Part I. The Moriscos and the End of Muslim Spain
1. The Decline of Coexistence
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The relations between the Catholic majority and the Islamic or formerly Islamic minority in early modern Spain ran a lengthy gamut that ranged from episodes of extreme hostility and violence to an impressive degree of coexistence. This was as true of the sixteenth and...
2. Rise and Fall of the Moriscos: A Political History
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As the northern kingdoms gradually extended their control over the peninsula, particularly beginning in the eleventh century following the collapse of the formidable Caliphate of Cordoba, ever-greater numbers of Muslims fell under direct Christian rule. The victors allowed the continued practice of Islam and officially recognized their ...
3. Images and Realities
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Several basic attitudes dominated Old Christian views of recent Muslim converts. Foremost among these was fear. Catholic Spain perceived various sources of threat in the moriscos. Above all, they were seen as potential allies of their Muslim brethren in North Africa and ...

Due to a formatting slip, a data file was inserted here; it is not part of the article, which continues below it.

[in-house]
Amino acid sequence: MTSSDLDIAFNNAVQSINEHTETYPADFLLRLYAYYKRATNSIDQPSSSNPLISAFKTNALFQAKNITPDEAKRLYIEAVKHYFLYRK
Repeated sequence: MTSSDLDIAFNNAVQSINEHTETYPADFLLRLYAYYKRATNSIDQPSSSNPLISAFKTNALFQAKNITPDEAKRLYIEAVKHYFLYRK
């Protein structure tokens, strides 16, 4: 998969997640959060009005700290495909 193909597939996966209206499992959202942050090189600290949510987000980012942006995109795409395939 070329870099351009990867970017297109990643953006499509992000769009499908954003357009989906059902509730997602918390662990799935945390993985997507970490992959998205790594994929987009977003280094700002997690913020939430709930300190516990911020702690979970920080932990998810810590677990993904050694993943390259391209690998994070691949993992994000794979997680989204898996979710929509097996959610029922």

4. “Christians in Appearance but Muslims Underneath”
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Crypto-Islam is arguably the most closely studied, as well as controversial, theme in historical writing on the moriscos.1 Curiously, until recently most speculation on this subject has echoed the two extreme positions of early modern commentators, which asserted that virtually all moriscos were either crypto-Muslims or (less frequently) ...
5. Communities and Individuals
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Religious life in virtually all circumstances incorporates personal as well as collective forms of observance. Fulfillment of spiritual obligations under conditions of vigilance and persecution usually tends to favor more individual, and less readily visible, practices. Yet at the same time, external, hostile pressures often foster greater solidarity ...
6. Morisco Expression
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The century-long history of morisco Spain left behind relatively little in terms of formal creativity. New Christians continued to transmit the decorative and architectural skills inherited from their Muslim past in those areas where mudéjar and late Nasrid styles were...
7. A Final Bow